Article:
Feeling Drained? Easy Solutions For Pesky Drain Problems

by Grace Motley

Sometimes drains can seem to be the most troublesome parts of your home, but most problems they have are actually pretty simple to fix. If you've got smelly drains, slow drains, or other issues, there's likely a fast solution that you can put into action. Just realize that no matter how persistent the problem may seem, it just means you haven't hit on the right solution yet. To speed up resolution, here are some common problems and what's most likely to be causing them.

That Awful Smell

If you have drains that smell awful, one of two things is likely happening. If the drain is rarely used, like in a spare sink, the plug of water that sits in the bend in the pipe under the sink might have evaporated. That would let sewer gases float up through the pipe and stink up the room. Normally, when you run the water, a small plug of water remains in that curve in the pipe after everything else has drained, blocking the gas from coming up through the drain. All you have to do to solve this is run the water. If the faucet isn't working, get a few cups of water and pour them down the drain.

Another potential issue is sludge, and this is common in kitchen drains, regardless of whether you have a garbage disposal or not. Bits of food get stuck to the sides of the drain, and those eventually rot and start to stink. In garbage disposals, this sludge is thrown up and out of the range of the flow of water from the faucet, so you can't just wash it away. Use a combination of baking soda and vinegar to create foam that dislodges the sludge, or throw some orange and lemon peels (and maybe a few small ice cubes) into the disposal and turn on the motor.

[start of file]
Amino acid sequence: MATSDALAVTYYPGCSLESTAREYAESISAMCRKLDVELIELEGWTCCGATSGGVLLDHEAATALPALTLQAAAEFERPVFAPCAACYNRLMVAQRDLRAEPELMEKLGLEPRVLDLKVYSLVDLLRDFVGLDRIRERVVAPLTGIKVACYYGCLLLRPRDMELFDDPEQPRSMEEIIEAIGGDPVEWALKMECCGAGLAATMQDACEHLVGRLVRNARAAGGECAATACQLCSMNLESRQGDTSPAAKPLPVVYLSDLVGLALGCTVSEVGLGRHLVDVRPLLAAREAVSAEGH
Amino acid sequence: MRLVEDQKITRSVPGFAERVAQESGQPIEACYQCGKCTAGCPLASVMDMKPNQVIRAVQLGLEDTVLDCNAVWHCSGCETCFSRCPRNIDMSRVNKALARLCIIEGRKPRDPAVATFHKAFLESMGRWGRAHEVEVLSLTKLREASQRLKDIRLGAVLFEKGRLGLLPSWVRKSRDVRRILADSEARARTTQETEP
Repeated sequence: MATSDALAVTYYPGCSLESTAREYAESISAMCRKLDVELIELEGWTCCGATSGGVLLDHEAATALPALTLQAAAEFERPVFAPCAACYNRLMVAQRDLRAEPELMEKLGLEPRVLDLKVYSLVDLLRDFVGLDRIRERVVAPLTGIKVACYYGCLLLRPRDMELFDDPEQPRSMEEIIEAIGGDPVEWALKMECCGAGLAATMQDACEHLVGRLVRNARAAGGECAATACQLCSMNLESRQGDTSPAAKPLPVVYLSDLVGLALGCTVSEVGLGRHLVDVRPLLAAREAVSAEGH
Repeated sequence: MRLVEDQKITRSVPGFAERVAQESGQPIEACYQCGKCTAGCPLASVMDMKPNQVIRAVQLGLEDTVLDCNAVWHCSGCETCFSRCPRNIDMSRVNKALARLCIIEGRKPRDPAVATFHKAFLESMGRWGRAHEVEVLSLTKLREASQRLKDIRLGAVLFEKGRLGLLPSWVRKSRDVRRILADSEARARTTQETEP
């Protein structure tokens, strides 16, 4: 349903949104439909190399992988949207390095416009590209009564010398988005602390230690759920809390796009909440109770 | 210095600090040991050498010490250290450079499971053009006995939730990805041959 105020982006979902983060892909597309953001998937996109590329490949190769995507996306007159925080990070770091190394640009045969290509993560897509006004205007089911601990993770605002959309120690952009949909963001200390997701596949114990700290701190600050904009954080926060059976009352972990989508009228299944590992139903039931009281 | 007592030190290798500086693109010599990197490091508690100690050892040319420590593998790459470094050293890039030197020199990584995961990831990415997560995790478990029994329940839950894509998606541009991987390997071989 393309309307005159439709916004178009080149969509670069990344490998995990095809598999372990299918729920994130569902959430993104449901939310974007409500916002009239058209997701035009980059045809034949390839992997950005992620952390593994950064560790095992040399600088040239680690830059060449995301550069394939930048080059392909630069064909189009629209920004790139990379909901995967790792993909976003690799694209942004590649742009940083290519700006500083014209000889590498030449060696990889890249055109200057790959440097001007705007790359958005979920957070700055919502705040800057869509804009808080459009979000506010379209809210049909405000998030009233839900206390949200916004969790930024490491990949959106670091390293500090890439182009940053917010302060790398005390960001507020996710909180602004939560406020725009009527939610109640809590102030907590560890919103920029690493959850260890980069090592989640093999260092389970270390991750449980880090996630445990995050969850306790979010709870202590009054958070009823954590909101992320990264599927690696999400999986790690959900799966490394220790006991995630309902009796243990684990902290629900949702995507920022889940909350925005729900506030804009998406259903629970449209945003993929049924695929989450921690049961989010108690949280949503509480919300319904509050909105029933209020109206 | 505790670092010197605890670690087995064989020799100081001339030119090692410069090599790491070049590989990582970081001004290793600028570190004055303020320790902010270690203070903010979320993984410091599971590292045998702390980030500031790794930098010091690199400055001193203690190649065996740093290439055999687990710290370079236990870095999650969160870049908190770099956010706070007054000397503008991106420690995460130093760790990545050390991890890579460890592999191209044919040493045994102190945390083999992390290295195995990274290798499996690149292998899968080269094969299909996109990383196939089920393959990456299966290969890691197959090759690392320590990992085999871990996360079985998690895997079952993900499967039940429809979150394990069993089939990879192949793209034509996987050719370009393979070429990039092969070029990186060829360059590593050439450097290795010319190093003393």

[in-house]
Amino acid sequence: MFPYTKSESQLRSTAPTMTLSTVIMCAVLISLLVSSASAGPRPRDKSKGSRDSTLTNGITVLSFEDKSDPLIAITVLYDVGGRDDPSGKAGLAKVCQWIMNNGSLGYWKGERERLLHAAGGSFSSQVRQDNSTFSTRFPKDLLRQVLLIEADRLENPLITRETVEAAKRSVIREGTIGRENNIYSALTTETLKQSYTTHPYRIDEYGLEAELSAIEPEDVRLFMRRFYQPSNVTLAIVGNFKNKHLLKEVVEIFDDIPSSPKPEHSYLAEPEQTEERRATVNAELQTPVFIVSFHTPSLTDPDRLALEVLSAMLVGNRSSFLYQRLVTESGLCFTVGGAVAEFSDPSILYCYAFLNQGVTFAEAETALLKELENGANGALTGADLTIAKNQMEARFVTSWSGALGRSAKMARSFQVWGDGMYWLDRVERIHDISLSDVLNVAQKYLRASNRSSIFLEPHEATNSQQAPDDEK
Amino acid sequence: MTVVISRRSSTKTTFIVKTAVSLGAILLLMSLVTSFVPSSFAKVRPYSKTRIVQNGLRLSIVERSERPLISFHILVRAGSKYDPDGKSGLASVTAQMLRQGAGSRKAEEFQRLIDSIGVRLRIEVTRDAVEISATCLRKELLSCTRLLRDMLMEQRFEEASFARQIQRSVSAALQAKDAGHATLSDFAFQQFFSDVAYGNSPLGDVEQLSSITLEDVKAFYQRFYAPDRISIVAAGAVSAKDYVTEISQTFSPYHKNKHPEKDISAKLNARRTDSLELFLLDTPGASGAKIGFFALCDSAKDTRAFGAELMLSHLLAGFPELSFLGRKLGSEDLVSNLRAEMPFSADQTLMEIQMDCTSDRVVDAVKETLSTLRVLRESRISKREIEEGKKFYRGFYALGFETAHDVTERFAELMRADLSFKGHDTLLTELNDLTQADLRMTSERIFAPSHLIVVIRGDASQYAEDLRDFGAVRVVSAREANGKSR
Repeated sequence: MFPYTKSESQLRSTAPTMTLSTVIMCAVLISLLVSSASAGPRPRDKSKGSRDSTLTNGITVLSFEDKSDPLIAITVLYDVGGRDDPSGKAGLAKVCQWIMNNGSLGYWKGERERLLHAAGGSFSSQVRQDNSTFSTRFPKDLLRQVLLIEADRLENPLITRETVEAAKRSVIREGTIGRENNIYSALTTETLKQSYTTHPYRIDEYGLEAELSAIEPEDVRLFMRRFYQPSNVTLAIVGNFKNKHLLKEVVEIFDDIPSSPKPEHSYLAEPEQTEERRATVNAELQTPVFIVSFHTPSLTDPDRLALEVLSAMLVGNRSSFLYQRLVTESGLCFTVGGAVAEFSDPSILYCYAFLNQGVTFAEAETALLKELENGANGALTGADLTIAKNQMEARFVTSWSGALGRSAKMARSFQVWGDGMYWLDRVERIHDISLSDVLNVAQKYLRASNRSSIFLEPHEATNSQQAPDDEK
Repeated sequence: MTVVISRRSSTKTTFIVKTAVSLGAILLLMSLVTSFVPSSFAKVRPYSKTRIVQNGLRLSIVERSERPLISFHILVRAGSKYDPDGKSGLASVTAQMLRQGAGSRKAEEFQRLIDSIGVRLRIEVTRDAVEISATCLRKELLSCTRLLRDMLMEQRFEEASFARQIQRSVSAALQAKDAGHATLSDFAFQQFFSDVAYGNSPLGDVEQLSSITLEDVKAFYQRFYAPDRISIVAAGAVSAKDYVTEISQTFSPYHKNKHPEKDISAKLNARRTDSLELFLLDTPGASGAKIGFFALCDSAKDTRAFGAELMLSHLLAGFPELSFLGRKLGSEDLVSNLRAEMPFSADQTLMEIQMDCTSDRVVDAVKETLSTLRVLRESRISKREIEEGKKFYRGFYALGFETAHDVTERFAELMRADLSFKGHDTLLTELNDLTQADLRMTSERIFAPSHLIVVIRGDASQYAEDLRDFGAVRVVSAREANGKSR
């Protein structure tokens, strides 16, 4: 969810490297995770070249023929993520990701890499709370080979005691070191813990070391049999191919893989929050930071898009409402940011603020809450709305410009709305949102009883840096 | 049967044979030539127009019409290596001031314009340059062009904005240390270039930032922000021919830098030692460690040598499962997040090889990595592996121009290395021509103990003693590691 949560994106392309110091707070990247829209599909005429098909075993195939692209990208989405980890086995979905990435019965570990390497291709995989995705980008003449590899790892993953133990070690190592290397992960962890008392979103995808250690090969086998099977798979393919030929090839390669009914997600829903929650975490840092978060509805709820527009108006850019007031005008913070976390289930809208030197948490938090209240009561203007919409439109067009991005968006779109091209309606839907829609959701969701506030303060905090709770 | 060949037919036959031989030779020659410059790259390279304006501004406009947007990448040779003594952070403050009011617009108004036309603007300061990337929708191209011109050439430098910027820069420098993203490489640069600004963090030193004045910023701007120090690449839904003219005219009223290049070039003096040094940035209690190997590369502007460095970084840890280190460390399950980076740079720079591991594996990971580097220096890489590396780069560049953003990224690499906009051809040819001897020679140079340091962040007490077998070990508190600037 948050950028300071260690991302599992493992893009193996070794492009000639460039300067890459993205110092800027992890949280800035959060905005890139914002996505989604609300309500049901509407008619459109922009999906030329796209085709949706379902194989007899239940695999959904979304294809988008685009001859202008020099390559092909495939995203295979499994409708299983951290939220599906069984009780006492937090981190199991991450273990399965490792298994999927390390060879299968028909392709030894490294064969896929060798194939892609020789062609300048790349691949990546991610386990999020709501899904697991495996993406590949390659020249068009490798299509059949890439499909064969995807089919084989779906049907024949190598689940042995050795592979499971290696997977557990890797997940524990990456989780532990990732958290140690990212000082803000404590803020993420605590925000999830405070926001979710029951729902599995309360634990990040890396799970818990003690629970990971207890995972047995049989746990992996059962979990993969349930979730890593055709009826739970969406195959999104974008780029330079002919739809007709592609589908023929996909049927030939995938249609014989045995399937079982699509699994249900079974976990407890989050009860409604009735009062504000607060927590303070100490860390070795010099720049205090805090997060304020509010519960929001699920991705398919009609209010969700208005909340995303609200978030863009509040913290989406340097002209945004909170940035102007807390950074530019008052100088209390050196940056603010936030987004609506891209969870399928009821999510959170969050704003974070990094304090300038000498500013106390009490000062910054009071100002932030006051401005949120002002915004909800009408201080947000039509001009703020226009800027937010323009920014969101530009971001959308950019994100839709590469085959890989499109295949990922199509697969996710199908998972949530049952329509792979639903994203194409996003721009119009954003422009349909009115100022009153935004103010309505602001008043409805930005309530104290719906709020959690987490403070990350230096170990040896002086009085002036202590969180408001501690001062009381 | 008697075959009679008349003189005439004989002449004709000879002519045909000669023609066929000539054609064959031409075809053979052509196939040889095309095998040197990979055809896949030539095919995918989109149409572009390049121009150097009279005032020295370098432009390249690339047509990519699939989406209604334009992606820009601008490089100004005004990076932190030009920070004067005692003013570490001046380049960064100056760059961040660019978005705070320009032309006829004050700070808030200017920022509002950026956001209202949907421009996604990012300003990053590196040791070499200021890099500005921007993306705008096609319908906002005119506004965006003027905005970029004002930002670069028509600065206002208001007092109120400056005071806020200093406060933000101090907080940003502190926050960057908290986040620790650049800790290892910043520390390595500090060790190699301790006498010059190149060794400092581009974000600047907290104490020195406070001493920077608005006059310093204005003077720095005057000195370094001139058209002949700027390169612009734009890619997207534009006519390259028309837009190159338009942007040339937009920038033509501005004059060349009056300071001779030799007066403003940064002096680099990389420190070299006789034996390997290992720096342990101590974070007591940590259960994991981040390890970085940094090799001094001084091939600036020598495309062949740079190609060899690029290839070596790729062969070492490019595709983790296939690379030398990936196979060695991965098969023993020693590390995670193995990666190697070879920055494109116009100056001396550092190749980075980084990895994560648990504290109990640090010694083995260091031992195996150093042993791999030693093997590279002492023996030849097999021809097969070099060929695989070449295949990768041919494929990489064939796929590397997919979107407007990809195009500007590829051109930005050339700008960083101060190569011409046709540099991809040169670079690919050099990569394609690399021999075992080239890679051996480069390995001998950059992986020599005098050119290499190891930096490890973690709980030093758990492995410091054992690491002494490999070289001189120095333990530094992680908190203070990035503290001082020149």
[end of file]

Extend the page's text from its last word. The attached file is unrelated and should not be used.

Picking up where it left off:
Continually Slow Drains

If you've ever used baking soda and vinegar to open a slow drain, you know it can be very effective. It can take a few months before you have to worry about slowness again. But if it seems like the drain keeps becoming slow within a short amount of time, take a look at the soap you're using. Sometimes those leave residues that contribute to the sludge problem.

Where Are These Flies Coming From?

If you've noticed a bunch of tiny black flies, which were not fruit flies, flying around your home, check all of your plants and your drains. These little flies could be drain flies; if they seem to fly as if they were drunk and are very easy to catch, chances are they are drain flies. These flies are attracted to sludge, soil, and other dirt, which means that they can live in your drains. If they seem to be congregating around a houseplant, throw out that plant; whether or not they seem attracted to the plants in your place, take household bleach and pour some (diluted with water per brand instructions) down each drain. Rinse the drain thoroughly. Do not follow with vinegar; not only should bleach and vinegar never be mixed, but drain flies also like vinegar. If the flies persist, call a plumber or a pest control company, which will place enzymatic cleaners in the drain to get rid of the sludgy homes the flies have built.

If you are still having problems, have a plumbing company come out and check out the drains. Whether the drains need to be deep cleaned professionally, snaked, or even replaced, the plumber will be able to figure out what's happening.